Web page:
Listed status for Wrexham's Groves school to be challenged by council


Rory Sheehan

A DECISION to award listed building status to a much-loved former school building is to be challenged in the courts.

Executive board members on Wrexham Council have opted to take issue with a verdict on the Groves building taken by Ken Skates, Welsh Government Cabinet Member for the economy and infrastructure.

Mr Skates, AM for Clwyd South, announced last month that the Groves building on Powell Road, Wrexham, was being awarded listed status by the organisation Cadw for its special architectural interest on the grounds of its quality and character.

But leading councillors at a closed meeting of the council’s executive board yesterday voted to mount a legal challenge to the building’s listed status.

The council’s appeal will now be heard in due course at the Administrative Court for Wales, a branch of the Queen’s Bench Division of the High Court, which has powers of judicial review.

A decision on the case is expected in about four to six months, depending on the court’s backlog of work.

Councillors say they looked at the risks and cost of a challenge against the ongoing expense of maintaining and using the building, taking account of both its listed status and the covenants affecting its use.

The council had strongly resisted the listing of the building, having previously voted to demolish it and build one or two primary schools on the site, to be funded from the 

21st century schools programme post-2019.

The report delivered at the meeting outlined the options available to the council and the events leading up to Mr Skates’ decision.

Councillors said Mr Skates’ decision to list the building was contrary to expert evidence and as such, the building did not meet the criteria for listing, so a challenge was justifiable.

The councillors also looked at the ongoing cost of maintaining the building and what impact this would have on its education budget as a whole.

Council leader Mark Pritchard said: “It is strongly felt the cabinet secretary’s decision is flawed and does not take into account Welsh Government advice and that of experts involved in the process.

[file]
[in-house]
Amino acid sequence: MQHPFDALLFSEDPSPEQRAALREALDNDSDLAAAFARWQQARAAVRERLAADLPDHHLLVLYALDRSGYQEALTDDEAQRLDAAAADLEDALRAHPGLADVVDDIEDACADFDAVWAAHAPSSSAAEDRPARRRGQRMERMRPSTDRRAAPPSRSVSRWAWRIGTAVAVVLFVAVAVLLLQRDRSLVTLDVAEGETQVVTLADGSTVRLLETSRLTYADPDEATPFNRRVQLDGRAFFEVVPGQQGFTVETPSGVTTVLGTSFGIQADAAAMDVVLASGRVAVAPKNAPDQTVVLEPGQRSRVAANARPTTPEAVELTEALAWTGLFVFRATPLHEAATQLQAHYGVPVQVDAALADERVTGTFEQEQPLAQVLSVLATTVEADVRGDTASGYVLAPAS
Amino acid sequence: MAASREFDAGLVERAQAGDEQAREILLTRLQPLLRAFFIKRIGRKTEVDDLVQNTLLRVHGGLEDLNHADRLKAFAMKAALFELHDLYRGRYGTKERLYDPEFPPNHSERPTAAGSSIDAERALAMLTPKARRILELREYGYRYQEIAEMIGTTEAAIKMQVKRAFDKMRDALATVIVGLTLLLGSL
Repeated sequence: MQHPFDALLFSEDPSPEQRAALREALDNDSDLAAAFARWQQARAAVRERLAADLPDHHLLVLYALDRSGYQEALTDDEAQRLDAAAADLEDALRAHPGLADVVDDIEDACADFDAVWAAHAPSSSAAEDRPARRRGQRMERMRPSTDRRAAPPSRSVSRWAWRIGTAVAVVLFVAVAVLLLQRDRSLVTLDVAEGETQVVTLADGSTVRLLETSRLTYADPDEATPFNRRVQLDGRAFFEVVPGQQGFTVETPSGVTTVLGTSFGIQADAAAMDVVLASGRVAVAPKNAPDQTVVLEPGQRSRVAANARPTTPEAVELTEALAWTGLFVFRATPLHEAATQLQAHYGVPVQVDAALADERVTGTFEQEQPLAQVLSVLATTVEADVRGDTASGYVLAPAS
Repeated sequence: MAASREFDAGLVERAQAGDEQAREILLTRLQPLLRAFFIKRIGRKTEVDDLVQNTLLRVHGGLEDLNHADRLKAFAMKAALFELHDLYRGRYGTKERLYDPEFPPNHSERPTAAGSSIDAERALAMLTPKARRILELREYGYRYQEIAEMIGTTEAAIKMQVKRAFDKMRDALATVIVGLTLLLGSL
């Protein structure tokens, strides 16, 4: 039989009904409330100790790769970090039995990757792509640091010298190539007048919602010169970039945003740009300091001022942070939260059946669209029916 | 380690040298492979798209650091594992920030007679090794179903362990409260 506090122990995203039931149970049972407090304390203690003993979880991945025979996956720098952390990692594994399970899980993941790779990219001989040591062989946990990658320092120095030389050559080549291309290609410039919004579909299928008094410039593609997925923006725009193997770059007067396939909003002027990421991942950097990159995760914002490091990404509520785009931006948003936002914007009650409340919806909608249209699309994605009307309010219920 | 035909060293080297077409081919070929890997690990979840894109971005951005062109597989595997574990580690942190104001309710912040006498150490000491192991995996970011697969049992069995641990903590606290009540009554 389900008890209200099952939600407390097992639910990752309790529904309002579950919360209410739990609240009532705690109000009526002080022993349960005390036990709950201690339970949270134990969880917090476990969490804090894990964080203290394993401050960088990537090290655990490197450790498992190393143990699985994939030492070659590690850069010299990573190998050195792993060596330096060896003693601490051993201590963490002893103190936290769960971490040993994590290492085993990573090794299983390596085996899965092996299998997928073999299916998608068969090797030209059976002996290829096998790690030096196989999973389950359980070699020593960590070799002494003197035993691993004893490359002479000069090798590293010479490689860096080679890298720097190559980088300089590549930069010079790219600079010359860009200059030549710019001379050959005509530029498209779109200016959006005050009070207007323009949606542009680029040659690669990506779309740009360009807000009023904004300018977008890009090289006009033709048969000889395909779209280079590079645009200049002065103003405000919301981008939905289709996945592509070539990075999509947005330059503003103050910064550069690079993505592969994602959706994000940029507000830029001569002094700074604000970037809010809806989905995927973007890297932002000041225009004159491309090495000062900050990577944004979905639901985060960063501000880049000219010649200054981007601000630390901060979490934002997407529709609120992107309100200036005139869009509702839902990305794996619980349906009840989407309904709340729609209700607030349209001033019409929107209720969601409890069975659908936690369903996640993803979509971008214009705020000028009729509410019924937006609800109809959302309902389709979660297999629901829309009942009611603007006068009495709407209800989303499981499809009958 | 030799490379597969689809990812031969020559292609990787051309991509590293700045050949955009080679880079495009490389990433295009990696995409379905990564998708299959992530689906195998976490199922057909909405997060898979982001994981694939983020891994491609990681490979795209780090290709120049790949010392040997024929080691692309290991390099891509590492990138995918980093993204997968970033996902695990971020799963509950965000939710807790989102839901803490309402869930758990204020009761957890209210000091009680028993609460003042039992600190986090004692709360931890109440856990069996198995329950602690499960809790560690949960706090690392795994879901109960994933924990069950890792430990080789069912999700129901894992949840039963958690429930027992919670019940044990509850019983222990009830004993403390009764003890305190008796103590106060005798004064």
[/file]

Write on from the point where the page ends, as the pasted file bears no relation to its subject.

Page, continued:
“We do not believe it has been listed in the national interest or in accordance with the guidance used to make such decisions.”

The decision has sparked outrage from the Save Our Heritage group which for months has been campaigning to save the building from demolition.

A group spokesman said: “Save Our Heritage is extremely disappointed. We feel it is disrespectful to the residents of Wrexham to use tens of thousands of pounds of public money to challenge the Welsh Government listing decision.”

A number of councillors strongly opposed the exclusion of the press and public from the meeting, saying the issue was in the public interest. However the council’s legal officer, Trevor Coxon, said: “In this instance the report contains legal advice on the merits or otherwise of challenging the decision by the Cabinet Secretary.

“Legal advice given to a client by a solicitor is covered by legal informational privilege. The client, in this case the members here, are entitled to receive their advice in private without the public being here.”

Wrexham AM Lesley Griffiths was also critical of the decision and particularly the apparent lack of transparency over the issue, adding: “The former Grove Park School is an important site in the centre of Wrexham and from the very beginning of this saga, I have been calling for greater transparency and for an open consultation process to take place.

“Unfortunately, a number of councillors, relevant stakeholders and the people of Wrexham have been kept in the dark.

“I will continue to represent my constituents and I also believe local taxpayers would prefer to see their council spending money on vital public services, rather than making costly legal challenges.”

A spokesman for Wrexham Council said a challenge to Cadw’s decision had to be made within six weeks of the building being listed, which was the reason for the executive board special meeting yesterday.

The work of the the Administrative Court for Wales includes looking at the lawfulness of the acts of local and central government, regulatory and disciplinary bodies and other public bodies exercising public functions.

See full story in the Leader

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